For you, however, MMAS, it sounds like parenting isn’t necessarily getting in the way of your sex life but that you’ve come to realize that sexual activity is no longer a priority, or possibly even a desire, for you.

I want to throw the term “asexuality” out there for you to either pick up and try on for size or to just leave on the floor if it doesn’t fit you. Asexuality is an identifier used to describe oneself as a person who does not experience sexual attraction and/or has a low or absent interest in sexual activity, considered by some as its own sexual orientation.

The research around asexuality is new, but many sex bloggers have been recently speaking to the asexual experience to bring attention to the idea that not everyone wants to have sex — gasp! To say that our culture is sexually charged would be an understatement — sex is used to sell us everything from sandals to soap. We spend truckloads of cash trying to cum and assume that we’re broken when we can’t, and obsess over how long it’s been since we’ve gotten laid. But what happens when we just don’t want to?

It’s possible, MMAS, that you just don’t want to have sex. And that’s your choice. If what you say is your truth — that you feel happier without sex — then follow your bliss. If you feel like there are underlying traumas or triggers that are preventing you from enjoying sex, then that’s something you might consider addressing with a sex-positive counselor.

The challenge here is that your sexuality and sex life are tied to another’s — your spouse’s...continue reading…

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New Mom Needs to Get Some

Recently I listened to Dan Savage talk on the podcast “The Longest Shortest Time” about sex and parenting. The question of how to keep a sex life alive and also co-sleep with your baby came up. He basically said, “Just don’t co-sleep.” Super unhelpful. So, I’m looking to my number one sex columnist for help!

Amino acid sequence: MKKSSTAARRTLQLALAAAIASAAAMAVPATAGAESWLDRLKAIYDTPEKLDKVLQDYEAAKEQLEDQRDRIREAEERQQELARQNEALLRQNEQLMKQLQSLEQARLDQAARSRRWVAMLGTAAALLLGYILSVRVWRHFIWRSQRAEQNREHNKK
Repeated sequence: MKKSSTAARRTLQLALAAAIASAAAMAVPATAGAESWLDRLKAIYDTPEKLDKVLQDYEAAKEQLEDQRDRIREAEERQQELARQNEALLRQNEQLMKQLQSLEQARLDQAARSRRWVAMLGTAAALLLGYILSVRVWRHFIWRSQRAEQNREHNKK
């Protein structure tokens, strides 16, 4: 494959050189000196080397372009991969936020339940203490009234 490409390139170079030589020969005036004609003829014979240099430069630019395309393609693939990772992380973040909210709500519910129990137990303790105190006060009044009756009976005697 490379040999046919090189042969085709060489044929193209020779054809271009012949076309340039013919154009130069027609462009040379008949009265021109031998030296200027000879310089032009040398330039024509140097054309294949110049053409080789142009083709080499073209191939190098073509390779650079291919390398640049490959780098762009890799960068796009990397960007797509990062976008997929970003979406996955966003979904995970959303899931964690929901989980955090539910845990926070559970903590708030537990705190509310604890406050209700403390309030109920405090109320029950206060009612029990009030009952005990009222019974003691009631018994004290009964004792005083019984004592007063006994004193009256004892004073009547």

Here’s the Q: I’m a newish mom of a nine-month-old baby. My partner and I have decided to continue to co-sleep with our daughter until we’re ready for a transition. How can we keep our sex life alive when our bedroom is now a family zone? What advice do you have for new parents during the first year of parenthood? I feel like I’m finally getting my sex drive back and despite having a baby in my bed I’d like to get it on.

I’ve never had a baby myself and don’t know much about them. My boyfriend and I co-sleep with our dog and our cat. They are quick to give us our privacy when we want to get busy. Therefore, I don’t have many opinions about whether you should or shouldn’t co-sleep with your baby. But I certainly don’t think you need to structure your parenting styles around the ease of your sex life.

Co-sleeping with baby certainly isn’t the only obstacle sex has ever needed to overcome; stressful jobs, long distance relationships, and physical injuries all disrupt the sex lives we’re used to having with our mates. But the best sex lives are adaptable, adventurous, and creative. And the sex you and your partner now need to explore is just more of those things.

Here are my suggestions on what to do when you need a new routine…continue reading…

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The V-Spot: The Sex Talk